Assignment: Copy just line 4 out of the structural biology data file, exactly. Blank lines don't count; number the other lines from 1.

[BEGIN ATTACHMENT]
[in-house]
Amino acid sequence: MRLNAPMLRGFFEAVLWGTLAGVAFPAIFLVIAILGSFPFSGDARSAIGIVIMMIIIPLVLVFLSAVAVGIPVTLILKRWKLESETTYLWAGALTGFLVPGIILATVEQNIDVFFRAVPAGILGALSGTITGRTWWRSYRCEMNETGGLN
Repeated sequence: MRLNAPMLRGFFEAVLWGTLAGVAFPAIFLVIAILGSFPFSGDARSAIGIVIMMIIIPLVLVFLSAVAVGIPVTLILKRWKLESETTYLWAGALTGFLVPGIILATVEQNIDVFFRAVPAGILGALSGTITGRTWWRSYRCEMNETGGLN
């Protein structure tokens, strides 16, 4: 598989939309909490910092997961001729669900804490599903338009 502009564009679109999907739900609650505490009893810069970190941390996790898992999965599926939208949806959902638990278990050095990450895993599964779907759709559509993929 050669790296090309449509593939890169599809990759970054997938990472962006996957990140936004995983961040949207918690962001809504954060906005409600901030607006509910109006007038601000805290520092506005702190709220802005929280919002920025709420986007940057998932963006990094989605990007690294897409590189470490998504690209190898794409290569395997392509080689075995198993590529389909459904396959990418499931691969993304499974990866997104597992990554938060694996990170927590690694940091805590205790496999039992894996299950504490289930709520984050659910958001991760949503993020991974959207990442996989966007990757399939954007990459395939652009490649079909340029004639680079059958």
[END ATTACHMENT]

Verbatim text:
């Protein structure tokens, strides 16, 4: 598989939309909490910092997961001729669900804490599903338009 502009564009679109999907739900609650505490009893810069970190941390996790898992999965599926939208949806959902638990278990050095990450895993599964779907759709559509993929 050669790296090309449509593939890169599809990759970054997938990472962006996957990140936004995983961040949207918690962001809504954060906005409600901030607006509910109006007038601000805290520092506005702190709220802005929280919002920025709420986007940057998932963006990094989605990007690294897409590189470490998504690209190898794409290569395997392509080689075995198993590529389909459904396959990418499931691969993304499974990866997104597992990554938060694996990170927590690694940091805590205790496999039992894996299950504490289930709520984050659910958001991760949503993020991974959207990442996989966007990757399939954007990459395939652009490649079909340029004639680079059958």